International Monetary System

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International monetary systems
International monetary systems are sets of internationally agreed rules, conventions and supporting institutions that facilitate international trade, cross border investment and generally the reallocation of capital between nation states. They provide means of payment acceptable between buyers and sellers of different nationality, including deferred payment. To operate successfully, they need to inspire confidence, to provide sufficient liquidity for fluctuating levels of trade and to provide means by which global imbalances can be corrected. The systems can grow organically as the collective result of numerous individual agreements between international economic actors spread over several decades.
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With the growth of American power, the US Dollar became the basis for the international monetary system, formalized in the Bretton Woods agreement that established the post-World War II monetary order, with fixed exchange rates of currencies to the dollar, and convertibility of the dollar into gold. Since the breakdown of the Bretton Woods system, culminating in the Nixon shock of 1971, ending convertibility, the US dollar has remained the de facto basis of the world monetary system, though no longer de jure, with various European currencies and the Japanese Yen being used. Since the formation of the Euro, the Euro has gained use as a reserve currency and a unit of transactions, though the dollar has remained the primary currency.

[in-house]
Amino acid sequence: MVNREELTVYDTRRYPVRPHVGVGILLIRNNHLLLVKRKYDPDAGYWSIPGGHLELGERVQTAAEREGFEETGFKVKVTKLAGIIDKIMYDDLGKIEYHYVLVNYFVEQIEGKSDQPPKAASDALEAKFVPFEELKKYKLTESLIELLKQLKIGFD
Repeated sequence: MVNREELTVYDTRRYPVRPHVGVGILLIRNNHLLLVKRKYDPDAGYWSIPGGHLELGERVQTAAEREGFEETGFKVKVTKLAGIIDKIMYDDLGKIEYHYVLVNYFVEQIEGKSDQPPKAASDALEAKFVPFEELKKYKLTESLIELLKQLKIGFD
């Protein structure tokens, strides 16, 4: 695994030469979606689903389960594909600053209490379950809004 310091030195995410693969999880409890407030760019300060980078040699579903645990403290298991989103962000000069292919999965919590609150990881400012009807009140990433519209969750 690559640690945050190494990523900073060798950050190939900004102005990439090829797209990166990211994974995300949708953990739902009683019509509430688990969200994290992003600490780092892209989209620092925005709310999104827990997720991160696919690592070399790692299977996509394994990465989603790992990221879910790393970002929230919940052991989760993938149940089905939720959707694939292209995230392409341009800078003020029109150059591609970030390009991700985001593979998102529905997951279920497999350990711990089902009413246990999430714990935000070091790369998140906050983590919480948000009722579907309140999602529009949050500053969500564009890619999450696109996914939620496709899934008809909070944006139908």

A dominant currency may be used directly or indirectly by other nations – for example, English kings minted gold mancus, presumably to function as dinars to exchange with Islamic Spain, and more recently, a number of nations have used the US dollar as their local currency, a custom called dollarization.
Until the 19th century, the global monetary system was loosely linked at best, with Europe, the Americas, India and China (among others) having largely separate economies, and hence monetary
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